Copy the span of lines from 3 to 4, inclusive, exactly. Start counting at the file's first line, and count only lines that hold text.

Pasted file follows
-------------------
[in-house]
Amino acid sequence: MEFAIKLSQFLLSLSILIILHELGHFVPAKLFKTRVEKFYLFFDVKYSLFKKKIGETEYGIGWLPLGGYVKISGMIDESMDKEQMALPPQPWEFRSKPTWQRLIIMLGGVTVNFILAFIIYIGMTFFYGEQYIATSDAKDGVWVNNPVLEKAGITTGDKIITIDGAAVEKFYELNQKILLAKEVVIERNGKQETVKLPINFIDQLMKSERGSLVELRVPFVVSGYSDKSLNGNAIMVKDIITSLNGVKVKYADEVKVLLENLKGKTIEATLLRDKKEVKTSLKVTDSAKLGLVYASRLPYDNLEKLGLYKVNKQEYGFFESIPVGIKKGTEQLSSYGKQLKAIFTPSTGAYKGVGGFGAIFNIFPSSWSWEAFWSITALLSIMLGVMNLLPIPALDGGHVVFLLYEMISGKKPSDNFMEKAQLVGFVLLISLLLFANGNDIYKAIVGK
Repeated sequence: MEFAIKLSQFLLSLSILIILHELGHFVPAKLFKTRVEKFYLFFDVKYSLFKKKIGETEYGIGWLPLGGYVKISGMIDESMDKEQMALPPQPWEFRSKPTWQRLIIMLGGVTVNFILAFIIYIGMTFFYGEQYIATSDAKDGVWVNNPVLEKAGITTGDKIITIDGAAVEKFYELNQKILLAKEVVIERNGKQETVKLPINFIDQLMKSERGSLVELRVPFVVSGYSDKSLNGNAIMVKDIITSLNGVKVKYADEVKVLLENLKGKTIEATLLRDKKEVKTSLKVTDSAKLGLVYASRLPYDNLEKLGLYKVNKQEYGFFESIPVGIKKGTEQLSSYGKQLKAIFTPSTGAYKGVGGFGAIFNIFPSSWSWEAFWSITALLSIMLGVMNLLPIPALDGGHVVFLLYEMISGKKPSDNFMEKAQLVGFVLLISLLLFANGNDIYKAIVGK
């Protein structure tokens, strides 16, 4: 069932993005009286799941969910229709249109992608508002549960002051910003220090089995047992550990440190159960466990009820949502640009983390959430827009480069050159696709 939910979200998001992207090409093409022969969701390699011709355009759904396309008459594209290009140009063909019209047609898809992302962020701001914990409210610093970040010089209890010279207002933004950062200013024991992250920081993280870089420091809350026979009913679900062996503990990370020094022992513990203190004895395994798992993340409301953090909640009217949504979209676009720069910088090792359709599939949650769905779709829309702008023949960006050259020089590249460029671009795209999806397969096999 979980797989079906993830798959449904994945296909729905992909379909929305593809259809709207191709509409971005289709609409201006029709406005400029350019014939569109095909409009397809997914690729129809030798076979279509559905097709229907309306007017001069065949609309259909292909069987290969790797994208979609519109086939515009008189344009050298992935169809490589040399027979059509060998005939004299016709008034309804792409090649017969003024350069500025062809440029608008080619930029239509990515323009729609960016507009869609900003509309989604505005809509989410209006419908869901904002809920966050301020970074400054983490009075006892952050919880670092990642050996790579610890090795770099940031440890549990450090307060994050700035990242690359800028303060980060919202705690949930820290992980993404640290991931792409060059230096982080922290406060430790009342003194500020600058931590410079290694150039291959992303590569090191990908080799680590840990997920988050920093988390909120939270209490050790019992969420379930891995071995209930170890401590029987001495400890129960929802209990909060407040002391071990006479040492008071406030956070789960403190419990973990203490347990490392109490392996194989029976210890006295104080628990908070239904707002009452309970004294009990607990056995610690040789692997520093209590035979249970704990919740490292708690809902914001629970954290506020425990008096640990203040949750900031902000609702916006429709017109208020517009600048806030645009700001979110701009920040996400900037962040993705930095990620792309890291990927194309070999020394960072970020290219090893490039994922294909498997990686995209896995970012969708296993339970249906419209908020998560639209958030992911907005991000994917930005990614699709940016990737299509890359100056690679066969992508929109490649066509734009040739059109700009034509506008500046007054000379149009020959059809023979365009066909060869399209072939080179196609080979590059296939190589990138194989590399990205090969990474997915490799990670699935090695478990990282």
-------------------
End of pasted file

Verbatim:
Repeated sequence: MEFAIKLSQFLLSLSILIILHELGHFVPAKLFKTRVEKFYLFFDVKYSLFKKKIGETEYGIGWLPLGGYVKISGMIDESMDKEQMALPPQPWEFRSKPTWQRLIIMLGGVTVNFILAFIIYIGMTFFYGEQYIATSDAKDGVWVNNPVLEKAGITTGDKIITIDGAAVEKFYELNQKILLAKEVVIERNGKQETVKLPINFIDQLMKSERGSLVELRVPFVVSGYSDKSLNGNAIMVKDIITSLNGVKVKYADEVKVLLENLKGKTIEATLLRDKKEVKTSLKVTDSAKLGLVYASRLPYDNLEKLGLYKVNKQEYGFFESIPVGIKKGTEQLSSYGKQLKAIFTPSTGAYKGVGGFGAIFNIFPSSWSWEAFWSITALLSIMLGVMNLLPIPALDGGHVVFLLYEMISGKKPSDNFMEKAQLVGFVLLISLLLFANGNDIYKAIVGK
């Protein structure tokens, strides 16, 4: 069932993005009286799941969910229709249109992608508002549960002051910003220090089995047992550990440190159960466990009820949502640009983390959430827009480069050159696709 939910979200998001992207090409093409022969969701390699011709355009759904396309008459594209290009140009063909019209047609898809992302962020701001914990409210610093970040010089209890010279207002933004950062200013024991992250920081993280870089420091809350026979009913679900062996503990990370020094022992513990203190004895395994798992993340409301953090909640009217949504979209676009720069910088090792359709599939949650769905779709829309702008023949960006050259020089590249460029671009795209999806397969096999 979980797989079906993830798959449904994945296909729905992909379909929305593809259809709207191709509409971005289709609409201006029709406005400029350019014939569109095909409009397809997914690729129809030798076979279509559905097709229907309306007017001069065949609309259909292909069987290969790797994208979609519109086939515009008189344009050298992935169809490589040399027979059509060998005939004299016709008034309804792409090649017969003024350069500025062809440029608008080619930029239509990515323009729609960016507009869609900003509309989604505005809509989410209006419908869901904002809920966050301020970074400054983490009075006892952050919880670092990642050996790579610890090795770099940031440890549990450090307060994050700035990242690359800028303060980060919202705690949930820290992980993404640290991931792409060059230096982080922290406060430790009342003194500020600058931590410079290694150039291959992303590569090191990908080799680590840990997920988050920093988390909120939270209490050790019992969420379930891995071995209930170890401590029987001495400890129960929802209990909060407040002391071990006479040492008071406030956070789960403190419990973990203490347990490392109490392996194989029976210890006295104080628990908070239904707002009452309970004294009990607990056995610690040789692997520093209590035979249970704990919740490292708690809902914001629970954290506020425990008096640990203040949750900031902000609702916006429709017109208020517009600048806030645009700001979110701009920040996400900037962040993705930095990620792309890291990927194309070999020394960072970020290219090893490039994922294909498997990686995209896995970012969708296993339970249906419209908020998560639209958030992911907005991000994917930005990614699709940016990737299509890359100056690679066969992508929109490649066509734009040739059109700009034509506008500046007054000379149009020959059809023979365009066909060869399209072939080179196609080979590059296939190589990138194989590399990205090969990474997915490799990670699935090695478990990282």